Marvel.com: Which technological concepts do you hope to showcase in your work?  

André Lima Araújo: It's still a bit early to go into details on Man Plus, but I can tell you the basic idea of technology as an extension of the human being is one of the basic concepts. The limits of the human body and the boundaries of humanity—both physical and mental—will also play a big role.

Marvel.com: Were there any things you had to unlearn in the transition from architect to storyteller?

Avengers A.I. #1 inks by André Lima Araújo

André Lima Araújo: I've always loved comics and I've been reading since I can remember, so the storytelling instincts have been growing on me since I've been holding a book. When I started studying architecture I had already a strong desire of creating comics, so that knowledge and tools that came from the architectural background were all incorporated and never got in the way. The fact that architecture is an extremely embracing discipline also helped with that.

Marvel.com: I spied an Akira-style Kaneda jacket in the arcade from issue #1. The Kilgore Sentinel also shares a passing resemblance to Eva Unit 001 from Neon Genesis Evangelion. Would it be fair to say anime has informed some of your work? What are some of your primary influences, on this project and overall? 

André Lima Araújo: It would be more than fair to say as those are two big influences for me.  I talk a lot back and forth with Sam Humphries about references for various aspects of this book, from character designs to layout choices, storytelling sequences, etc. Whenever we're talking and solving the more tricky bits we pull a lot of ideas from everywhere, not only other comics, but movies, books, news etc. We have some common ground over a lot of sci-fi things, which helps us to understand each other pretty quickly even if this is our first collaboration ever. It's no secret we've talked a lot about Akira for the layouts for example; design-wise the look of the Evangelion robots was one of the main references. There's also a layout with an infinite pattern that I took from Moebius on issue #2 and others. The important thing here is that whatever it is that we're using is there to help the story and not just because we like it.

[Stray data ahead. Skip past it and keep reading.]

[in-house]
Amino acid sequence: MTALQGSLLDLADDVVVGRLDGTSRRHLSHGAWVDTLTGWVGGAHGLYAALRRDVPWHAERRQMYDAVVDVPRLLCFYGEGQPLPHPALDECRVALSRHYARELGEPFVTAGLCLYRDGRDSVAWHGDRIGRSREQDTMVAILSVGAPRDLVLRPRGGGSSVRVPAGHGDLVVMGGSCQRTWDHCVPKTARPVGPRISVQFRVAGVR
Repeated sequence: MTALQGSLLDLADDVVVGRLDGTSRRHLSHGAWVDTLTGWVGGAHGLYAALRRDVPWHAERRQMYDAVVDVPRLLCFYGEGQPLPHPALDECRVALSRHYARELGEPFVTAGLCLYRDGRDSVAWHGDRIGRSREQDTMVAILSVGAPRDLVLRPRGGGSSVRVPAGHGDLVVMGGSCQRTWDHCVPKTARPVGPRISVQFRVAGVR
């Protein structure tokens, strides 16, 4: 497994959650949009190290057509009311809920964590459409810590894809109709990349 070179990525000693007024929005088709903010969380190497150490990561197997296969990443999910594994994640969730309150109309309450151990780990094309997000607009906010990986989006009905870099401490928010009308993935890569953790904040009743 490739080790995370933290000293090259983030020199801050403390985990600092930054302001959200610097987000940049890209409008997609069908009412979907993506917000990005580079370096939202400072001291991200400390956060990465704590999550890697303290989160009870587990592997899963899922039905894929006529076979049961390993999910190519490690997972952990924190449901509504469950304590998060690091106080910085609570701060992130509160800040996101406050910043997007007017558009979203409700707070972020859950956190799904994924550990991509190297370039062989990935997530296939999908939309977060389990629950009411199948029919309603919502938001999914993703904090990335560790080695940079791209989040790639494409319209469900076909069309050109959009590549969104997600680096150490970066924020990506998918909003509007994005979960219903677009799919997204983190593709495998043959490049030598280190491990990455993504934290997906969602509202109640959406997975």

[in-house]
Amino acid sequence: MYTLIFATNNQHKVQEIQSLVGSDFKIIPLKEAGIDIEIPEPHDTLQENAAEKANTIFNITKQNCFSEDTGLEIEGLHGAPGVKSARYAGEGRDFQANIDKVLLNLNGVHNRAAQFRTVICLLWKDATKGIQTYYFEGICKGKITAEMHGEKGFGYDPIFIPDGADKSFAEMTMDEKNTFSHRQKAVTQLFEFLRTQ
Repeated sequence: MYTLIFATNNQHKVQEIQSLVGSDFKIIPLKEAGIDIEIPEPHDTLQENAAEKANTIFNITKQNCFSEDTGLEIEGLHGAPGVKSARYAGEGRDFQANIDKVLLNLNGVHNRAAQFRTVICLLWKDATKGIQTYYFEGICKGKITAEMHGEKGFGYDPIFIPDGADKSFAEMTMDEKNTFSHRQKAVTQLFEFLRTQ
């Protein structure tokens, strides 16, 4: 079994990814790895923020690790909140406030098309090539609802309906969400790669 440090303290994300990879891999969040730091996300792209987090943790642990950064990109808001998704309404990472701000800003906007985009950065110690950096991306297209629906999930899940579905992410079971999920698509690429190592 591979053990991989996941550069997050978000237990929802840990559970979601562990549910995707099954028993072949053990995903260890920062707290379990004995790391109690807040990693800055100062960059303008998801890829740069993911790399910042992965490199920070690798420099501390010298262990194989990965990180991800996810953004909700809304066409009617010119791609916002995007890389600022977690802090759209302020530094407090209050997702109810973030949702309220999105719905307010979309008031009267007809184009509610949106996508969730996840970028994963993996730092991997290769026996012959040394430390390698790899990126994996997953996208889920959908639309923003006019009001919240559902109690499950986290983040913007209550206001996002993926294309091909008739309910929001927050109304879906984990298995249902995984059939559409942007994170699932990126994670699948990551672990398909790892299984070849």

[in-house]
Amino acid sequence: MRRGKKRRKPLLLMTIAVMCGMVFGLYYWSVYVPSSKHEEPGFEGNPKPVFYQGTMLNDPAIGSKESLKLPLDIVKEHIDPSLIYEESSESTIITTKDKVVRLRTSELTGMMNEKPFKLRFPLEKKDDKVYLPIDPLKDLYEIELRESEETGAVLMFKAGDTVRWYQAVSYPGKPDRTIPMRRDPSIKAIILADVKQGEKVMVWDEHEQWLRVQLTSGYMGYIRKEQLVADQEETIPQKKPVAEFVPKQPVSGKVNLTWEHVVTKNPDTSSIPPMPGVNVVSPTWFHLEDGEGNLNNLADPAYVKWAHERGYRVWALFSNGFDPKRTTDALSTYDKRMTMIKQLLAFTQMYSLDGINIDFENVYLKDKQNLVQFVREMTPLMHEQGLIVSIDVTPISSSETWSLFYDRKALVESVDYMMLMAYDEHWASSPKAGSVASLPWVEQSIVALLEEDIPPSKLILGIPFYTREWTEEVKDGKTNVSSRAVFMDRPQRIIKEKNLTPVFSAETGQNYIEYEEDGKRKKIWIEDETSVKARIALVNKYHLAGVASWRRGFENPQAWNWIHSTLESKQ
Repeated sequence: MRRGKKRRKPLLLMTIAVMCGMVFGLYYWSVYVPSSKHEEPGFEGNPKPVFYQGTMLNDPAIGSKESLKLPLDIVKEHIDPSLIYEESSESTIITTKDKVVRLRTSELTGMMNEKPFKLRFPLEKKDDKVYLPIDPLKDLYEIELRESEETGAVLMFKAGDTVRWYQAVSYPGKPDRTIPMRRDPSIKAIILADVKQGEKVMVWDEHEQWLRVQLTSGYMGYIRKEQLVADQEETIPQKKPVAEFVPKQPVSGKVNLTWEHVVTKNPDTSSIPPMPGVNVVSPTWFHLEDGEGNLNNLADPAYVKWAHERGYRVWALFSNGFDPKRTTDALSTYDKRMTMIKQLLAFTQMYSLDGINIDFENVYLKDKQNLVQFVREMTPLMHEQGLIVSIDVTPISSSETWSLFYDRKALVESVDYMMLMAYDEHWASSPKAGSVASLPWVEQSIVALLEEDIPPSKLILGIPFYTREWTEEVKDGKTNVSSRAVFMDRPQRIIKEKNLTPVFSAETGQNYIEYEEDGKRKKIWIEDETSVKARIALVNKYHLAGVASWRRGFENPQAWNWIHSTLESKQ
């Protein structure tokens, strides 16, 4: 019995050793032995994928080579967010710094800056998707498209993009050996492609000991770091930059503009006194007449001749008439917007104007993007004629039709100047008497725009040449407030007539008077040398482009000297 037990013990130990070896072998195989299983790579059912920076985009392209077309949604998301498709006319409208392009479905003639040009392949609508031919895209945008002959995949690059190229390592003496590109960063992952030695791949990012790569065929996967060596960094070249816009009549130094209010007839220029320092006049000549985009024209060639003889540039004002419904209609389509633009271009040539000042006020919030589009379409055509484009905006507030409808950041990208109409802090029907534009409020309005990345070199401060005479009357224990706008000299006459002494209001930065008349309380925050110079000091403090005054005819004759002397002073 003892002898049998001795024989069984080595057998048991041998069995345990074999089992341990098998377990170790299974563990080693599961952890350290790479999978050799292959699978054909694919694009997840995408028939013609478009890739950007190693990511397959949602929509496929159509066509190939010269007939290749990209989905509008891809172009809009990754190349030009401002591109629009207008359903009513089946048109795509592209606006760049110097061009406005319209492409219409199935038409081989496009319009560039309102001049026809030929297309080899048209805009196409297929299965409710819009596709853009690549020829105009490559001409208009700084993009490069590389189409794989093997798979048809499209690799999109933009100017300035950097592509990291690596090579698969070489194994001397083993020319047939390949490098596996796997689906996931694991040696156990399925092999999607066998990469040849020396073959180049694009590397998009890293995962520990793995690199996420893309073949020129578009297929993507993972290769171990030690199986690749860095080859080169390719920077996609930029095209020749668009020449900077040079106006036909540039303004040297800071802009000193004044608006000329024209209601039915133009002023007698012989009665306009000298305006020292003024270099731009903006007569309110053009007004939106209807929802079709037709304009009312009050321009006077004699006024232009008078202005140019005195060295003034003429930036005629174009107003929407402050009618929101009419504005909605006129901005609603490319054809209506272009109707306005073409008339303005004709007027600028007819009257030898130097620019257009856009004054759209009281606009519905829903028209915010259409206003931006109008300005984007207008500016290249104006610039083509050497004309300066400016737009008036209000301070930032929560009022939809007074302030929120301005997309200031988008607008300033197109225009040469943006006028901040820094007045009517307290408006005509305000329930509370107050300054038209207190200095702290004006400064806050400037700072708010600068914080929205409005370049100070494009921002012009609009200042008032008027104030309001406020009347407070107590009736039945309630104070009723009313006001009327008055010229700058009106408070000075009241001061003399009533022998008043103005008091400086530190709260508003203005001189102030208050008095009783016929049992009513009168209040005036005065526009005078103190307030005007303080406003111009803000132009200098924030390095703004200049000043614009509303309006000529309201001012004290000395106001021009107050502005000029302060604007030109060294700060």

Avengers A.I. #1 art by André Lima Araújo

Then there's always room for some little references that you insert for fun, like the jacket you mention. The rule for me is that it can't get in the way of the story and must work as an easter egg for the readers that pay close attention to everything and nothing more. I'm one of those obsessed readers myself, so the idea of leaving small details to see if people pick it up is a lot of fun.

Talking specifically about my references, I can say that my biggest inspirations come from Moebius/Jean Giraud and Katsuhiro Otomo. I love everything about their work, from the style, the designs, the layouts, the narrative/storytelling sequences, ideas, themes, everything. Moebius works from the Metal Hurlant—Heavy Metal in the U.S.—Blueberry and L'Incal, or Otomo's Akira or Domu are absolute masterpieces that I love with all my heart and soul. I also love Masamune Shirow's comics work, in particular Ghost in the Shell or Appleseed. And it's not only comics, of course, as some movies are also huge references for me: “2001: A Space Odyssey” and a lot more from Stanley Kubrick, probably everything he has ever done; “Blade Runner” and “Alien” by Ridley Scott, the anime versions of “Akira” and “Ghost in the Shell,” Quentin Tarantino's universe and even music. Pink Floyd, Led Zeppelin or Genesis, they all provide a lot of inspiration.

Get more art and thoughts from André this Wednesday, and read AVENGERS A.I.